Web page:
because it gives management the time to remake the company away from the
prying eyes of competitors and the distraction of public shareholders.
The company has a strong balance sheet, a promising set of technology assets, and it can be had for a relatively low price, the analyst said.
"A private Dell is a stronger Dell," said analyst Patrick Moorhead with Moor Insights & Strategy. "When Dell goes private, there is going to be this older player with a new way of competing.
"I think Dell will shake up things in the industry. Michael and the board and the investors want to see this company move a lot quicker. By going private, Dell is going to move a lot quicker."
Dell and its backers signaled Tuesday that they will keep pushing ahead with the company's ongoing journey to become a one-stop shop for selling advanced hardware, software and services to large and mid-sized business customers. Dell has spent more than $13 billion over the past five years to acquire more than two dozen tech companies involved in storage networks, data networking, services, security and software.
Egon Durban, a managing partner of Silver Lake, said the investment company will work with Dell's management to "accelerate the company's transformational strategy to become an integrated and diversified global IT (information technology) provider."
"Michael Dell is a true visionary and one of the pre-eminent leaders of the global technology industry," Durban said.
The company's next step is to actively seek alternative buyout bidders, but analysts say a competing buyer is unlikely to be found because of the size of the deal and because the CEO and largest shareholder is part of the existing bid.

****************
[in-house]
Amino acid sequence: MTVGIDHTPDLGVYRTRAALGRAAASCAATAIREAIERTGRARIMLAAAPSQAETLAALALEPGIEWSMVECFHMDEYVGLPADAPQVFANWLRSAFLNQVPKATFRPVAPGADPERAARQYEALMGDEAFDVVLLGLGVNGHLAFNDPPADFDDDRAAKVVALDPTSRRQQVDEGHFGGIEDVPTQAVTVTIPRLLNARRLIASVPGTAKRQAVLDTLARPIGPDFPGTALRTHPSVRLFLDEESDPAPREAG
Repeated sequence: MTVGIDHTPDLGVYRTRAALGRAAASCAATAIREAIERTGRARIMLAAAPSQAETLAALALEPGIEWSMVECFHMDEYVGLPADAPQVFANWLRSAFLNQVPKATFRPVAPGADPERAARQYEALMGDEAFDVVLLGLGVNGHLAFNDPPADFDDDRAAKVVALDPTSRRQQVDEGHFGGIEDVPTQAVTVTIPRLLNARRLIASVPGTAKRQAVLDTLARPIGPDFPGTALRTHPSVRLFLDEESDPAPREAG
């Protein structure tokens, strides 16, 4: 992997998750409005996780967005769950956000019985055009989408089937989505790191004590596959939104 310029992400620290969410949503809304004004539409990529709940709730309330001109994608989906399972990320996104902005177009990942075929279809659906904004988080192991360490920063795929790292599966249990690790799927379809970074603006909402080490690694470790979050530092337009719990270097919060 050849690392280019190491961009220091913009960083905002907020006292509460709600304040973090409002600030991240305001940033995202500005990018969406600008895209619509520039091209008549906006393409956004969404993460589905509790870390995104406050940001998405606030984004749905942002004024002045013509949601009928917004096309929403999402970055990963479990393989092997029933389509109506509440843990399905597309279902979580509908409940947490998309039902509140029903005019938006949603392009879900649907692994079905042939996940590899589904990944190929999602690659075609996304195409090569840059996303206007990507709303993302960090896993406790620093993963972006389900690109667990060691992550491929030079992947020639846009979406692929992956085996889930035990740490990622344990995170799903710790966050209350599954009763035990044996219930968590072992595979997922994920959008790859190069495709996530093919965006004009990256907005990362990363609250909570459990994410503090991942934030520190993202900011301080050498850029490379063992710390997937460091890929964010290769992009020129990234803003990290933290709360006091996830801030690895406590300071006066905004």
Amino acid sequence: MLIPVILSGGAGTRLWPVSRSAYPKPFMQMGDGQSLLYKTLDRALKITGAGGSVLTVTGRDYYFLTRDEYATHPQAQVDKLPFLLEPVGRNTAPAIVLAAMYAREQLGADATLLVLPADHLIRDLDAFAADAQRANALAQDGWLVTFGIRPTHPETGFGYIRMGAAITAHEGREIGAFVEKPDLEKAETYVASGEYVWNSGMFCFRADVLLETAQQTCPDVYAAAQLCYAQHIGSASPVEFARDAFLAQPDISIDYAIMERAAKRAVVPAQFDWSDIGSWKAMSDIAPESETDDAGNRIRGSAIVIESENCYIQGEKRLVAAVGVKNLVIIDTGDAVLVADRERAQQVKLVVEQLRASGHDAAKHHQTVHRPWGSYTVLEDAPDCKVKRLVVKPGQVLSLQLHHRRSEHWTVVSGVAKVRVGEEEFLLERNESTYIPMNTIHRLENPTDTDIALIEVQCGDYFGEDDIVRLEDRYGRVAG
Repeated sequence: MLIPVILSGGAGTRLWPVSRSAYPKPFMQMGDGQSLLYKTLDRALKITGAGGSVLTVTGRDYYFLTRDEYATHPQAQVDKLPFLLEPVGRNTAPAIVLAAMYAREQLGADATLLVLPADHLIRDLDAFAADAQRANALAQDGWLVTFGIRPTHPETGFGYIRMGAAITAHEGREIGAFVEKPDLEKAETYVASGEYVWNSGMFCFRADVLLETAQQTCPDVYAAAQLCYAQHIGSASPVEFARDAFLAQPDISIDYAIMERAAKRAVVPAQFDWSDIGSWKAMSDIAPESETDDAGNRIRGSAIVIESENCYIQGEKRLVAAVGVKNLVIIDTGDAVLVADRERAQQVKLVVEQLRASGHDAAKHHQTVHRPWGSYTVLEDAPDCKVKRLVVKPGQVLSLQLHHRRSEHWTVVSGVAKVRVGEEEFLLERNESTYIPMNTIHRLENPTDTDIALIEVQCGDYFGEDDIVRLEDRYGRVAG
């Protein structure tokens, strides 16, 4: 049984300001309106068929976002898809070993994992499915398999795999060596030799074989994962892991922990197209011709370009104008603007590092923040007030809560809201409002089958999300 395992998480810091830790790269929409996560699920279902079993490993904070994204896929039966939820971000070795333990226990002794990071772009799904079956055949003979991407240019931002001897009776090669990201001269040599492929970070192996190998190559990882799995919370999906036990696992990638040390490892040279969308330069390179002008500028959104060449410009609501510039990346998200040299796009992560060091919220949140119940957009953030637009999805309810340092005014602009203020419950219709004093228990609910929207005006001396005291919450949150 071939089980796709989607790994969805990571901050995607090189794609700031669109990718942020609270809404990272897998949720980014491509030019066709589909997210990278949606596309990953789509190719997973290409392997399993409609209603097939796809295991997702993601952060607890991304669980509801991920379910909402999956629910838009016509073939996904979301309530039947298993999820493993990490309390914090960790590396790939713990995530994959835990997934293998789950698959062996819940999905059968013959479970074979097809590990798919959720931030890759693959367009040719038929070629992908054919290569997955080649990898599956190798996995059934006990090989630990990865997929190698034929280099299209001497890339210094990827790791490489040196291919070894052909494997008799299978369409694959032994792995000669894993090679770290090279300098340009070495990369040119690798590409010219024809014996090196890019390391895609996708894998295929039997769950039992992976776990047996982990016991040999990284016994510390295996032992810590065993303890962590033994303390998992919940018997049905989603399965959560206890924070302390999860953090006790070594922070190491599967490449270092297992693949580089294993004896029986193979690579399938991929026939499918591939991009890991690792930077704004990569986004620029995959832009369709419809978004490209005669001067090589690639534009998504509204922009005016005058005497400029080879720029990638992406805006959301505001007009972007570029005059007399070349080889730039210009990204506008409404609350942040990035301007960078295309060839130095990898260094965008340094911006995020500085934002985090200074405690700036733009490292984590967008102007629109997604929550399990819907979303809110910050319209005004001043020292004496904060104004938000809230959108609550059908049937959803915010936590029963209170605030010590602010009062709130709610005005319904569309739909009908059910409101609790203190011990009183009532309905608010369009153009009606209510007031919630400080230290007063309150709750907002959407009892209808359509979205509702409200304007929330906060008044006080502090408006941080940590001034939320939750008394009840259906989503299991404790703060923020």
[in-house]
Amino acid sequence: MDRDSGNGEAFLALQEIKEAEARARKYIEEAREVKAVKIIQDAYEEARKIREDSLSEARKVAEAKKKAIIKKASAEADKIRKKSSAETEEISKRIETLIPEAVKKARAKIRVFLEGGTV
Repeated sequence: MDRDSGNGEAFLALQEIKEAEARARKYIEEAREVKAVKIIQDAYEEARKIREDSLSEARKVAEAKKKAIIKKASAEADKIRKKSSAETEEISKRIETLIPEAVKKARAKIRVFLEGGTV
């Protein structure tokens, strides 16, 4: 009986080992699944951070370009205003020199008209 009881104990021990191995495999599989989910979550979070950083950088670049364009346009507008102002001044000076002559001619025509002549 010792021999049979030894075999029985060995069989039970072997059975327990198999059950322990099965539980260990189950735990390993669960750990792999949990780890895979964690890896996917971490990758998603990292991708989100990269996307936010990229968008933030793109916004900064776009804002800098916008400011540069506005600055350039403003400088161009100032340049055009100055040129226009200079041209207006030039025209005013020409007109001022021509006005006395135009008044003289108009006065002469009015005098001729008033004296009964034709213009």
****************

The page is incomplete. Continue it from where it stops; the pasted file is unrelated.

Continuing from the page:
Marshall and other analysts said the deal makes sense because Dell has plenty of cash on its balance sheet and generates a strong cash flow from operations. That will help cover the interest expense of the debt financing for the deal and, potentially, pay down debt.
Some analysts were more skeptical of the deal.
Charles Wolf with Needham & Co. told Reuters news service that Dell Inc. has been rebuilding itself for several years since Michael Dell retook control of the company from former CEO Kevin Rollins in 2007.
"There has been no turnaround, and the bottom line is Michael was the one who built the company," Wolf said.
Analyst Shaw Wu with Sterne Agee said, "We are not sure going private improves the company's fundamental position."
Despite its efforts to remake itself, Dell Inc. still depends on its PC-related business for about 70 percent of its revenue, Wu said, and that part of the company is under pressure from the growing popularity of smart mobile devices such as smartphones and tablets.
Computer industry rival Hewlett-Packard Co. said it would try to capitalize on new uncertainty about Dell created by the buyout.
"The company faces an extended period of uncertainty and transition that will not be good for its customers," HP said in a statement. "And with a significant debt load, Dell's ability to invest in new products and services will be extremely limited. Leveraged buyouts tend to leave existing customers and innovation at the curb. We believe Dell's customers will now be eager to explore alternatives, and HP plans to take full advantage of that opportunity."
Other analysts responded that HP has enough of its own business challenges to make it an unlikely critic of Dell.
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